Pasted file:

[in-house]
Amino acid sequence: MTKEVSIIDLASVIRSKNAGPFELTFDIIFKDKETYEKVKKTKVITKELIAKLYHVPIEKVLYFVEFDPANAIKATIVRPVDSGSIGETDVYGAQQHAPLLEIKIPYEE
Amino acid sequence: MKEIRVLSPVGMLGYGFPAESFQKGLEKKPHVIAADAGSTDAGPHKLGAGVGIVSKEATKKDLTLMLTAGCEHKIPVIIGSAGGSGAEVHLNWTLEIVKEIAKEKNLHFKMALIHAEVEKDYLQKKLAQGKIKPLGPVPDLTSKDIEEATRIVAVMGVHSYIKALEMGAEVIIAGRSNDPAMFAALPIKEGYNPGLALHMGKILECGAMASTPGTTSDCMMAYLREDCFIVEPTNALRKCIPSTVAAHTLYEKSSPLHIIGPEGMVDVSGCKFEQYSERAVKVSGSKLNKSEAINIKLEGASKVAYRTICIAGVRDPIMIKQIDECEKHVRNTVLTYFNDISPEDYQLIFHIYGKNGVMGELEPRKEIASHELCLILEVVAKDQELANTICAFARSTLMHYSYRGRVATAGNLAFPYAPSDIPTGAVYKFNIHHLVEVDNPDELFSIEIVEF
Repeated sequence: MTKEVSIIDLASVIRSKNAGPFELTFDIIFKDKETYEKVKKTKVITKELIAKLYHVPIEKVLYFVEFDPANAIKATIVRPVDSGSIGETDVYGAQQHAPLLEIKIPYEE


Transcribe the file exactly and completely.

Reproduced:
[in-house]
Amino acid sequence: MTKEVSIIDLASVIRSKNAGPFELTFDIIFKDKETYEKVKKTKVITKELIAKLYHVPIEKVLYFVEFDPANAIKATIVRPVDSGSIGETDVYGAQQHAPLLEIKIPYEE
Amino acid sequence: MKEIRVLSPVGMLGYGFPAESFQKGLEKKPHVIAADAGSTDAGPHKLGAGVGIVSKEATKKDLTLMLTAGCEHKIPVIIGSAGGSGAEVHLNWTLEIVKEIAKEKNLHFKMALIHAEVEKDYLQKKLAQGKIKPLGPVPDLTSKDIEEATRIVAVMGVHSYIKALEMGAEVIIAGRSNDPAMFAALPIKEGYNPGLALHMGKILECGAMASTPGTTSDCMMAYLREDCFIVEPTNALRKCIPSTVAAHTLYEKSSPLHIIGPEGMVDVSGCKFEQYSERAVKVSGSKLNKSEAINIKLEGASKVAYRTICIAGVRDPIMIKQIDECEKHVRNTVLTYFNDISPEDYQLIFHIYGKNGVMGELEPRKEIASHELCLILEVVAKDQELANTICAFARSTLMHYSYRGRVATAGNLAFPYAPSDIPTGAVYKFNIHHLVEVDNPDELFSIEIVEF
Repeated sequence: MTKEVSIIDLASVIRSKNAGPFELTFDIIFKDKETYEKVKKTKVITKELIAKLYHVPIEKVLYFVEFDPANAIKATIVRPVDSGSIGETDVYGAQQHAPLLEIKIPYEE